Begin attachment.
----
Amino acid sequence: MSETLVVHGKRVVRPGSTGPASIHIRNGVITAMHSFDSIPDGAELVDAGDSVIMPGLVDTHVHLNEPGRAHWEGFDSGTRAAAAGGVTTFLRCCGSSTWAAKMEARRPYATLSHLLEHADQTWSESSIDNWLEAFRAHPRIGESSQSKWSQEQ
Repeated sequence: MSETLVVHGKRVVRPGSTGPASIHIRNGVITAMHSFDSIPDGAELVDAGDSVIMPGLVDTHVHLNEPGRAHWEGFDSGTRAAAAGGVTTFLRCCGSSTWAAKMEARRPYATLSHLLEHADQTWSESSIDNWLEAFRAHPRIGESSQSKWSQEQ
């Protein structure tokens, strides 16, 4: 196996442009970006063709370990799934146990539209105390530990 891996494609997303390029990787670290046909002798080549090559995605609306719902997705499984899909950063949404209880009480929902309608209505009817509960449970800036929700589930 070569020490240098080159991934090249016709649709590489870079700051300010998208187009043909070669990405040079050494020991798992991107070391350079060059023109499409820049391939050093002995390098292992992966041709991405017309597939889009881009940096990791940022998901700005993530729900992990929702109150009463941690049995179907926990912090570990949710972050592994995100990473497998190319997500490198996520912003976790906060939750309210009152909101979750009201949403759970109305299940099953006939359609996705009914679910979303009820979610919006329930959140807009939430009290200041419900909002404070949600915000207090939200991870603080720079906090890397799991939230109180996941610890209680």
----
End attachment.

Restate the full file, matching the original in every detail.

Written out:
Amino acid sequence: MSETLVVHGKRVVRPGSTGPASIHIRNGVITAMHSFDSIPDGAELVDAGDSVIMPGLVDTHVHLNEPGRAHWEGFDSGTRAAAAGGVTTFLRCCGSSTWAAKMEARRPYATLSHLLEHADQTWSESSIDNWLEAFRAHPRIGESSQSKWSQEQ
Repeated sequence: MSETLVVHGKRVVRPGSTGPASIHIRNGVITAMHSFDSIPDGAELVDAGDSVIMPGLVDTHVHLNEPGRAHWEGFDSGTRAAAAGGVTTFLRCCGSSTWAAKMEARRPYATLSHLLEHADQTWSESSIDNWLEAFRAHPRIGESSQSKWSQEQ
């Protein structure tokens, strides 16, 4: 196996442009970006063709370990799934146990539209105390530990 891996494609997303390029990787670290046909002798080549090559995605609306719902997705499984899909950063949404209880009480929902309608209505009817509960449970800036929700589930 070569020490240098080159991934090249016709649709590489870079700051300010998208187009043909070669990405040079050494020991798992991107070391350079060059023109499409820049391939050093002995390098292992992966041709991405017309597939889009881009940096990791940022998901700005993530729900992990929702109150009463941690049995179907926990912090570990949710972050592994995100990473497998190319997500490198996520912003976790906060939750309210009152909101979750009201949403759970109305299940099953006939359609996705009914679910979303009820979610919006329930959140807009939430009290200041419900909002404070949600915000207090939200991870603080720079906090890397799991939230109180996941610890209680």